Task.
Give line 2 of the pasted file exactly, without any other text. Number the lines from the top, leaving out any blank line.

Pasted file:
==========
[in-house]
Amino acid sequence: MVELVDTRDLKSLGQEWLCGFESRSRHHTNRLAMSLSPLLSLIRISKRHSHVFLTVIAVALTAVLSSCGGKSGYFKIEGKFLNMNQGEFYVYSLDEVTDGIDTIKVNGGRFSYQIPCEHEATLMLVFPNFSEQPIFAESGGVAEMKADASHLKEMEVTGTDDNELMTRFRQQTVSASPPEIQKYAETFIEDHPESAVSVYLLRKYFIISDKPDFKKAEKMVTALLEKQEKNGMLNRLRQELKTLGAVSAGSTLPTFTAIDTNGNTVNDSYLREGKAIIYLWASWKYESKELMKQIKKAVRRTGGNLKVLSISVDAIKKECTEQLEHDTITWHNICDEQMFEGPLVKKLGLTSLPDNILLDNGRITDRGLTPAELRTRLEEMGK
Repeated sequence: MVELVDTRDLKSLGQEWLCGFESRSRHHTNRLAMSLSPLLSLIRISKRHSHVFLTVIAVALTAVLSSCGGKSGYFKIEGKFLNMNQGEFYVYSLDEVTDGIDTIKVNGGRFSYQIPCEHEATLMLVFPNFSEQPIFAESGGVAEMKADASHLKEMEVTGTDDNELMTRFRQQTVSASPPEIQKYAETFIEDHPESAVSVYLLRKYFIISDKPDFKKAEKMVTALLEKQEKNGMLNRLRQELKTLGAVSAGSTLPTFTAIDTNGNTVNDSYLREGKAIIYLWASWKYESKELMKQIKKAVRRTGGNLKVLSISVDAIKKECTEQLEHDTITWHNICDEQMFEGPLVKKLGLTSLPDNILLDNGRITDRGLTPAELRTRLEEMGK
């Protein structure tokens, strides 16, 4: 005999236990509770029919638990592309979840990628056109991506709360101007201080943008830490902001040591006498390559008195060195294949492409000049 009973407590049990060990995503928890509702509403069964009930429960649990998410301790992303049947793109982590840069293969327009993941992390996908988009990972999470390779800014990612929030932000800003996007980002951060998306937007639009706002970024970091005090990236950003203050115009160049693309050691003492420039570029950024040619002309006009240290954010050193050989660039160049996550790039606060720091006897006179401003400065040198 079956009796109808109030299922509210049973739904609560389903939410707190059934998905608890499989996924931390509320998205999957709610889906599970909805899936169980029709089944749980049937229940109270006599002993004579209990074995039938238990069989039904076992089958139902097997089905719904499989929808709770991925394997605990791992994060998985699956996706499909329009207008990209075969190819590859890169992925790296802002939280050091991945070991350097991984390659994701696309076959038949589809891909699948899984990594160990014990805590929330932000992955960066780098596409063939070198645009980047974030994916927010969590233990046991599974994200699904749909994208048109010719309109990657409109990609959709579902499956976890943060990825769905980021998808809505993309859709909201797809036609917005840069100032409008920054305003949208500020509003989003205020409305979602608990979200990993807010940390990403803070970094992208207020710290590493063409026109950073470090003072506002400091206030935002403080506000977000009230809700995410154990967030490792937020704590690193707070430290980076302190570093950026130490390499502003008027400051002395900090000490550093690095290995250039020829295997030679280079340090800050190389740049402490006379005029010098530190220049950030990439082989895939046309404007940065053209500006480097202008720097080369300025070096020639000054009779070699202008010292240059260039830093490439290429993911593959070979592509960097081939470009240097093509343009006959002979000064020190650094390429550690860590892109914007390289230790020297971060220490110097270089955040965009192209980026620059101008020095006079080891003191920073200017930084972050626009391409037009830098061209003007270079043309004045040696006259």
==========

Amino acid sequence: MVELVDTRDLKSLGQEWLCGFESRSRHHTNRLAMSLSPLLSLIRISKRHSHVFLTVIAVALTAVLSSCGGKSGYFKIEGKFLNMNQGEFYVYSLDEVTDGIDTIKVNGGRFSYQIPCEHEATLMLVFPNFSEQPIFAESGGVAEMKADASHLKEMEVTGTDDNELMTRFRQQTVSASPPEIQKYAETFIEDHPESAVSVYLLRKYFIISDKPDFKKAEKMVTALLEKQEKNGMLNRLRQELKTLGAVSAGSTLPTFTAIDTNGNTVNDSYLREGKAIIYLWASWKYESKELMKQIKKAVRRTGGNLKVLSISVDAIKKECTEQLEHDTITWHNICDEQMFEGPLVKKLGLTSLPDNILLDNGRITDRGLTPAELRTRLEEMGK